And so it is my ambition to see Atlanta begin a process of rapid economic development. Immediately! (If you don’t mind.)

Let’s see what we can do in a year.

I do declare that Atlanta’s future is to build the future of the web. In doing so, Atlanta’s economic development will become a resilient seed for global economic development.

This is my challenge to everyone else in the world trying to solve global problems: act as though the place you live is the capital of the world. I will be. Focus on building relationships and businesses based on service that encourage personal development just as much as local economic development. Find and engage the Mozilla Foundation, its network of partners and global organizations like them at intersections of the technological, cultural, local and global.

I’m not done, but this blog post is.

My next few posts over the course of this week will be focused on the opportunities I see emerging at the Mozilla Foundation that represent an expedient for Atlanta’s economic development.

Rebooting NetSquared Atlanta

NetSquared Atlanta American Cancer Society HostA few years back I used to organize a monthly meetup called NetSquared Atlanta which is an offshoot of Techsoup’s Net2local program. It went on for about a year and we had an absolutely wonderful host in the American Cancer Society.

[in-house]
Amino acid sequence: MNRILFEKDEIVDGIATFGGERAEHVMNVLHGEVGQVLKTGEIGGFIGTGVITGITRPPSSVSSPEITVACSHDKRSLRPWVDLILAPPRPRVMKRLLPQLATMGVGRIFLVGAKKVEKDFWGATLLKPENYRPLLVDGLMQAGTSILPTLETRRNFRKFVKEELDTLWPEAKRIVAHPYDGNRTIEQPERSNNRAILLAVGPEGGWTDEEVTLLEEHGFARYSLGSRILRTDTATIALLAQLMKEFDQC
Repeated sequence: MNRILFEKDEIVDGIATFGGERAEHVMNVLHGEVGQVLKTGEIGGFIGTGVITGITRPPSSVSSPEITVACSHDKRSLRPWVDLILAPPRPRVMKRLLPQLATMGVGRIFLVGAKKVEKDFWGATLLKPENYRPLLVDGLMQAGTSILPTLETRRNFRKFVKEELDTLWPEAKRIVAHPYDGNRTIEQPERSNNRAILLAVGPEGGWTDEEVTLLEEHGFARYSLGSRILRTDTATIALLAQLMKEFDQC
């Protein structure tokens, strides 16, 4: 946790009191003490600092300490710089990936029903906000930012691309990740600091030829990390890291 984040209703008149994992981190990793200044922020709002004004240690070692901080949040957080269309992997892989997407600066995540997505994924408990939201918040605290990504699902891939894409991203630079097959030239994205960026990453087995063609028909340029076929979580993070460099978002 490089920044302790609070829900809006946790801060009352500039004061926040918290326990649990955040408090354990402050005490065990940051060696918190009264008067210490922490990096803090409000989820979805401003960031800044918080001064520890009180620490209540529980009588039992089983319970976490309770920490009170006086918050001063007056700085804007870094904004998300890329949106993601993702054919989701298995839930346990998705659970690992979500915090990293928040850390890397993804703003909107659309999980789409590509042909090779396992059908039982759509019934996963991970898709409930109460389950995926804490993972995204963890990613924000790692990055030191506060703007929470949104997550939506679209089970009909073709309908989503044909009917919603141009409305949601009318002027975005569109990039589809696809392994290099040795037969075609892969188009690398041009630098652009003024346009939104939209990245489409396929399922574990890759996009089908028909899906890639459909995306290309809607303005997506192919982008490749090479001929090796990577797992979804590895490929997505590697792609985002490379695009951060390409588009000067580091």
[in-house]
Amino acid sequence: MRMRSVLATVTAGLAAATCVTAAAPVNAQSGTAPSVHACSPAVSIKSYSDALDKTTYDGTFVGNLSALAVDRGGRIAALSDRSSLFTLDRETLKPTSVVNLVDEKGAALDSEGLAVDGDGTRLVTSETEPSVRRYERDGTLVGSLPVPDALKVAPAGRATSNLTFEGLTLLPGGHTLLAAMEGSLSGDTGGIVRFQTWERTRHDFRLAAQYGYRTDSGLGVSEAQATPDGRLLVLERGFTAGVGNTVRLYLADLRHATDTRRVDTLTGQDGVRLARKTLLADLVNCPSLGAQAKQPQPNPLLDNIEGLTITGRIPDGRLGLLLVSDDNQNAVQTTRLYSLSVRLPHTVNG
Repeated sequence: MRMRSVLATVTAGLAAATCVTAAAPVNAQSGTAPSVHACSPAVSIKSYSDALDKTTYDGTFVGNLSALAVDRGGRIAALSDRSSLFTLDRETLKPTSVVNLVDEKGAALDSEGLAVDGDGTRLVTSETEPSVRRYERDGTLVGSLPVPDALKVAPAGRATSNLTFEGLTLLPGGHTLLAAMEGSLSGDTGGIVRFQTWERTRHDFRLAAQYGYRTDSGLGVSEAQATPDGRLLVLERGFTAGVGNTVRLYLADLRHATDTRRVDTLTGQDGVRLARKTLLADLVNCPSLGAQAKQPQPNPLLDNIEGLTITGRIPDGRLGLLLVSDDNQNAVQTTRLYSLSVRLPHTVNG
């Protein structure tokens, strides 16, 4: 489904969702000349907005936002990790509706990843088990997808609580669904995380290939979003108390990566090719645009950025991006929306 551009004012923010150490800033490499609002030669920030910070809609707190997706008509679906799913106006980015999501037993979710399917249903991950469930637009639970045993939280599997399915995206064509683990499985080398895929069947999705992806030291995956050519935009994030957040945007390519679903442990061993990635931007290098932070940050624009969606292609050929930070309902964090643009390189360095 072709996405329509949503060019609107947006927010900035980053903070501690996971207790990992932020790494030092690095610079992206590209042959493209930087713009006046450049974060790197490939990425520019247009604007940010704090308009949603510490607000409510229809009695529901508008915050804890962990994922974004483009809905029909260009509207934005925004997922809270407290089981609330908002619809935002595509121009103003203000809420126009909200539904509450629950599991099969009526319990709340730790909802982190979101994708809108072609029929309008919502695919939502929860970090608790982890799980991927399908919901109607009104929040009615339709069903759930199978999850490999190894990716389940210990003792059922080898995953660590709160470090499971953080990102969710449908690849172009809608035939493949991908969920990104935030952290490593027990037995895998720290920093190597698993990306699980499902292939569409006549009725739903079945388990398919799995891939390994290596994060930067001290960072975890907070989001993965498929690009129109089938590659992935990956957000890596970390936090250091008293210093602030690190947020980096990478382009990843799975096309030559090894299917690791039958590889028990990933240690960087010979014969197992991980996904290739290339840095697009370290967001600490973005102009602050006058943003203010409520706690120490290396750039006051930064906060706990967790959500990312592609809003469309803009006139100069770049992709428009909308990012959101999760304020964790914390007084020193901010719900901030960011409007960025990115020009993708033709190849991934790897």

There have been multiple attempts to start the group back up over the years but so far these attempts haven’t gelled.

So it’s time to try again!

My aim is to create a space where social change agents, techies and nonprofit professionals can come together and build an action network based on collaboration and innovation.

My plan is to organize three months of programming (August through October) and see where it goes from there.

I’m looking for co-organizers to get this off to a strong start, so shoot me a tweet @captaincalliope if you’re interested. And be don’t forget to join the NetSquared Atlanta meetup group!

NetSquared Atlanta Attendees Introduce Themselves

I’m collecting links relevant to organizing Net2local programming and Net2Atlanta events below.

About NetSquared

Net2local Community

Net2local Event Organizing

Net2Atlanta’s current web presence